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Discover how Sainsbury's have benefited from becoming an Agile enterprise
Sainsbury's is leading the way in recruiting the talent it needs to achieve genuine business agility
The challenge for large corporates running to catch up with the dizzying pace of digital development is simple: how to achieve agility while keeping a multimillion business running day to day.
For Sainsbury's, the process of building an Agile development function has been a priority over the last 12 months. From a situation where the supermarket employed only 18 developers, most of who had been acquired through buying another company, it now has a world-leading function across three sites, as well as a Digital Lab at its Holborn HQ.
Head of Development, Kim Hartlev, led the effort to build the in-house development function, but as he explained at a recent Reed IT Leaders' Forum, achieving that was no easy task, particularly given the competition for digital talent across every sector, especially retail.
"In the past, retailers were competing on price and square footage, but the key metric now is data and technology," Hartlev said. "There's been a clear shift there – our CEO, in every speech, talks about the challenges and opportunities around technology."
So what did Hartlev need from his new, beefed-up team? "They had to be world class, but also to be able to learn quickly about the specific needs and issues facing a retailer," he explained. "In addition, you're trying to attract people to this job in a company that might not be the sexiest for a technologist – this isn't Google, or Facebook, or even Microsoft."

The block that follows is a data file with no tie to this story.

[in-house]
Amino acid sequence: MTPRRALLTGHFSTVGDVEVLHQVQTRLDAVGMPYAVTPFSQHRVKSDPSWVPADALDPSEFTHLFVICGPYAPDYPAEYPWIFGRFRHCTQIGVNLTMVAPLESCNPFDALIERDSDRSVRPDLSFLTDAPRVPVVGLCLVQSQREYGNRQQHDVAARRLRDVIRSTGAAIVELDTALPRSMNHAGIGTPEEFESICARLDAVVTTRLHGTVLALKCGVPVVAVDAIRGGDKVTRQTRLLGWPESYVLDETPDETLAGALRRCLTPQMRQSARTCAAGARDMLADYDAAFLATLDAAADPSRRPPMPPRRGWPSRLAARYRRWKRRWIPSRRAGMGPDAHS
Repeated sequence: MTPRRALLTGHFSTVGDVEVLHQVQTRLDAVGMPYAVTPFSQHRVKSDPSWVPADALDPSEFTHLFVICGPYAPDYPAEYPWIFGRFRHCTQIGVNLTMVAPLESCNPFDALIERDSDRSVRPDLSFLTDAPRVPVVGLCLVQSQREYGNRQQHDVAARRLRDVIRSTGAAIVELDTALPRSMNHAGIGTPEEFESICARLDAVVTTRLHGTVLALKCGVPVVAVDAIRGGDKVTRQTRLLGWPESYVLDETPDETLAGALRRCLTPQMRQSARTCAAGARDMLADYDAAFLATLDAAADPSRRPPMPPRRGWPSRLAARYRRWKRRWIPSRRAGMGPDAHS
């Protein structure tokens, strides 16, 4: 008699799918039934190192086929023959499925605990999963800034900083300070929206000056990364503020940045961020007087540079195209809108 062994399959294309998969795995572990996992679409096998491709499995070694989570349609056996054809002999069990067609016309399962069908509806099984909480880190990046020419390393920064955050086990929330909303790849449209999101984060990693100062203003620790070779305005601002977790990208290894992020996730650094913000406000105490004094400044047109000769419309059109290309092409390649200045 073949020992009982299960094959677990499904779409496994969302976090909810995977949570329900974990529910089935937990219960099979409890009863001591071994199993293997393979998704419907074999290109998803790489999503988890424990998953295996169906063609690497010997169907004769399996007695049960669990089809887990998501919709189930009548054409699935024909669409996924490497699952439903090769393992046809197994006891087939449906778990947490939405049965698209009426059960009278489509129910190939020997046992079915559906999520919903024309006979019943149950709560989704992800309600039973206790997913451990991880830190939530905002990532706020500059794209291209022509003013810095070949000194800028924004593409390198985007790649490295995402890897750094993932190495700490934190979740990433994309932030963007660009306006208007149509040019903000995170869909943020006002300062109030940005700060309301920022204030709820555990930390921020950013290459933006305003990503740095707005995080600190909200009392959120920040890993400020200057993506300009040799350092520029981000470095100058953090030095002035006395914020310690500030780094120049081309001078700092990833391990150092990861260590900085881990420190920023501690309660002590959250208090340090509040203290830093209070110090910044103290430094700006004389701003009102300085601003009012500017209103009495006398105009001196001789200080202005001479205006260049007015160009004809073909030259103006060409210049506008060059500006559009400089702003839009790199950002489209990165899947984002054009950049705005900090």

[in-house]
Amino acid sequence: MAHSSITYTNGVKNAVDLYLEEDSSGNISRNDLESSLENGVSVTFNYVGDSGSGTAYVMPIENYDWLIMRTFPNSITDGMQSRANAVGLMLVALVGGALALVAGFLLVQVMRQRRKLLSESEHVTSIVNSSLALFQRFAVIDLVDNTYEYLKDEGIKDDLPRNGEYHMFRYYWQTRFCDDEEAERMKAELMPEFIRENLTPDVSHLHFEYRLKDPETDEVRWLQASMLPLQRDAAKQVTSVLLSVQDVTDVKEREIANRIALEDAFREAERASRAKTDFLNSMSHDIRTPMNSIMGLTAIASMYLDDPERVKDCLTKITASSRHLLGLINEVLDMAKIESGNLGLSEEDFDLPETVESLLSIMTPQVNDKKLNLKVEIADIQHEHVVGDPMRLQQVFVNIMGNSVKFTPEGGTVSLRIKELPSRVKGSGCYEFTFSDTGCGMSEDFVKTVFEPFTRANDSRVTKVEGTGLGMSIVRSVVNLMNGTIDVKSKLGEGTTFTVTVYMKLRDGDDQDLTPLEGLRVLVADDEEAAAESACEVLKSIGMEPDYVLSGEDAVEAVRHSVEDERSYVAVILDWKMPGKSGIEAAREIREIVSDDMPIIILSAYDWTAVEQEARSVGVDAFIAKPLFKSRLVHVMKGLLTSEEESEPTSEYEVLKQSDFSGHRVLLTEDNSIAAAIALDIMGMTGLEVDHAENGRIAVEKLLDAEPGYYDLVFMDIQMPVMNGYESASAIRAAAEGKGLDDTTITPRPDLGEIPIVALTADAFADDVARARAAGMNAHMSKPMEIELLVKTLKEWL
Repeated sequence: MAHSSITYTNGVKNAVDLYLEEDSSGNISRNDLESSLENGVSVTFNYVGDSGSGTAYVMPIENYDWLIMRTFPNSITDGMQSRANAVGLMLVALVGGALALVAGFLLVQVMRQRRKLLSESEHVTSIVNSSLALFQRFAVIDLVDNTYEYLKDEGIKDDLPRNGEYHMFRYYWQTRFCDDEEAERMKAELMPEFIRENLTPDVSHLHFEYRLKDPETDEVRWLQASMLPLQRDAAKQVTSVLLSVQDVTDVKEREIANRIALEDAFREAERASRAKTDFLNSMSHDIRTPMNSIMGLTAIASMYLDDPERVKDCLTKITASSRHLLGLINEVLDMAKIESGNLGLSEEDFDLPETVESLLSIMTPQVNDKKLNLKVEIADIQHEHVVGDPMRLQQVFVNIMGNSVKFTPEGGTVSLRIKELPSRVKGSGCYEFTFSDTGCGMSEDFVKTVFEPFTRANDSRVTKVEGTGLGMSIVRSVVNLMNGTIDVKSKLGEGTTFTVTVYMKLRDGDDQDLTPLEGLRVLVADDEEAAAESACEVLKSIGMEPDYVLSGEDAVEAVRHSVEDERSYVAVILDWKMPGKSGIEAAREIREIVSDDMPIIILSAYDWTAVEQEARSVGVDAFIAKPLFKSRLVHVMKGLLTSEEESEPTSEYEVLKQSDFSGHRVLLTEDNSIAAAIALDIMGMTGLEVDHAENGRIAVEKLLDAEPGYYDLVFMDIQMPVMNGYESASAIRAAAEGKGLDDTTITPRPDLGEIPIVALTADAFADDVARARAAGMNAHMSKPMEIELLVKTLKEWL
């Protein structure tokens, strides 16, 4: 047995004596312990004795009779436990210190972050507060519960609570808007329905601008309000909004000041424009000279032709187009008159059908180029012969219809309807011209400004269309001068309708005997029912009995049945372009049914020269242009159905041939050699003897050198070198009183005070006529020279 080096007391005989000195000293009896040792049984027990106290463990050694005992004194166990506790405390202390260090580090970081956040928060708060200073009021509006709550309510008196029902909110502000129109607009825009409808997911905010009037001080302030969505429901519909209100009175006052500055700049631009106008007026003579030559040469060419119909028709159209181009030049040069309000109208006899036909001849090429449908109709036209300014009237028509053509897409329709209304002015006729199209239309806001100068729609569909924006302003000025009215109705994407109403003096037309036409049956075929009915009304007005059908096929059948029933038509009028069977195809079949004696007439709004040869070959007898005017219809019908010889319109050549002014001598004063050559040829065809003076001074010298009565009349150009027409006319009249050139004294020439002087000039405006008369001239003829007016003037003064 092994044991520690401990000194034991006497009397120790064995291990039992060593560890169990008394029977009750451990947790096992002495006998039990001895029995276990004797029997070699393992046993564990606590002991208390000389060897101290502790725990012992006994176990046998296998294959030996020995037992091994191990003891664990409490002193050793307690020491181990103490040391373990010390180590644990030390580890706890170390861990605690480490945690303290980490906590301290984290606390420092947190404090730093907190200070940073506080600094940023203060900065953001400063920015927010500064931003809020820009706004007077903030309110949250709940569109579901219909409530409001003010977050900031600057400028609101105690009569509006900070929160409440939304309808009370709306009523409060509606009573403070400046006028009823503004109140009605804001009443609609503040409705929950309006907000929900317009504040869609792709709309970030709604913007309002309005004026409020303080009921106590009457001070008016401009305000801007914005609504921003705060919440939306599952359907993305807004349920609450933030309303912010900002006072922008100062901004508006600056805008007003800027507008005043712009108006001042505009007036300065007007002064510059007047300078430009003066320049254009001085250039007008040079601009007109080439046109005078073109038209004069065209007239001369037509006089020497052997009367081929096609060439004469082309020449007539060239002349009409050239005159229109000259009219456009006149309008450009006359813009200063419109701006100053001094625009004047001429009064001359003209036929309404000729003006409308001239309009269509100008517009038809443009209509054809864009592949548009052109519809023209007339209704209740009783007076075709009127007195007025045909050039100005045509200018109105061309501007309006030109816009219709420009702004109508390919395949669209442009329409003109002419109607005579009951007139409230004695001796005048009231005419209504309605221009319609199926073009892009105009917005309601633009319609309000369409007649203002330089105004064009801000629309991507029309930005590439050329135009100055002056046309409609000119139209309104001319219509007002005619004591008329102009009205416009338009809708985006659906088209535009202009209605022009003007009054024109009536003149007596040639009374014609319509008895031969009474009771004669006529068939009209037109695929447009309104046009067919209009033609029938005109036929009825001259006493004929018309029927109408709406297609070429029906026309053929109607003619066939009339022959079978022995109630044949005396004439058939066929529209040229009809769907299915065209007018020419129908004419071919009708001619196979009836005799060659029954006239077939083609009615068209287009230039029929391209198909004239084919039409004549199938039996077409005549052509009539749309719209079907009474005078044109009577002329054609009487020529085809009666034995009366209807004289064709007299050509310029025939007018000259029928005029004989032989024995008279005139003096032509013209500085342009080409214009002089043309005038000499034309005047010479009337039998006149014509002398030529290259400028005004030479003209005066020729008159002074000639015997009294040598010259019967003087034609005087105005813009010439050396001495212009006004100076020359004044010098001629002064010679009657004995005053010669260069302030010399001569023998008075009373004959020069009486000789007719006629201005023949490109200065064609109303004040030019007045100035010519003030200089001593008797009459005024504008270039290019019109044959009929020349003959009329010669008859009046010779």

To that end, the supermarket launched an advertising campaign across Manchester to find the right people.
"We wanted to attract a diverse team," Hartlev says whose team now includes 25 nationalities and a greater proportion of women. "We try to attract the right talent, so we're involved in meet ups, we're part of some of the tech press to position Sainsbury's as a destination for smart tech people."
The efforts have paid off: Sainsbury's now have 300 engineers, developers and Agile coaches across three locations in the UK. At the London HQ the challenge is keeping salaries under control in an exceptionally competitive marketplace. For its large facility in Coventry the pool of available talent is small, and attracting people to work out of town can be tricky. In Manchester the focus has fallen largely on growing a Northern digital hub for the retailer.
So far, the benefits of the new, Agile function have been felt across a range of indicators. Measurement has improved, for one thing, as well as the speed of deployment.
"Traditionally our e-commerce platform would be released on an eight-week schedule, making it a Big Bang deployment with lots of people involved, lots of manual steps we need to complete. Also, when you deploy things two months later people's memories aren't so good, meaning maintenance is slower and less efficient," says Hartlev.
Now that's changed: "We can fix things in real time, with zero down-time deployments, allowing us to fail fast, to experiment more. We can test better, get quicker feedback and we're learning now on a daily basis."
For Hartlev, the satisfaction is obvious: he has successfully positioned Sainsbury's as a destination for some of the brightest digital talents out there, and in the process pushed the supermarket ahead of its rivals with intuitive applications underpinned by best in class infrastructure. And the secret? Keep learning.
"We have started to move away from big up-front design," he says. "In our development teams we now use emergent design where we can change things every day: that's simply because we learn every day, so we can improve every day."
Hartlev was speaking at the recent IT Leaders Forum event in Birmingham. The Forum is supported by Reed Technology Leadership Practice and was established to allow those with responsibility for IT Strategy to develop their knowledge and professional networks. Membership of the forum is controlled to ensure maximum benefit for participants.
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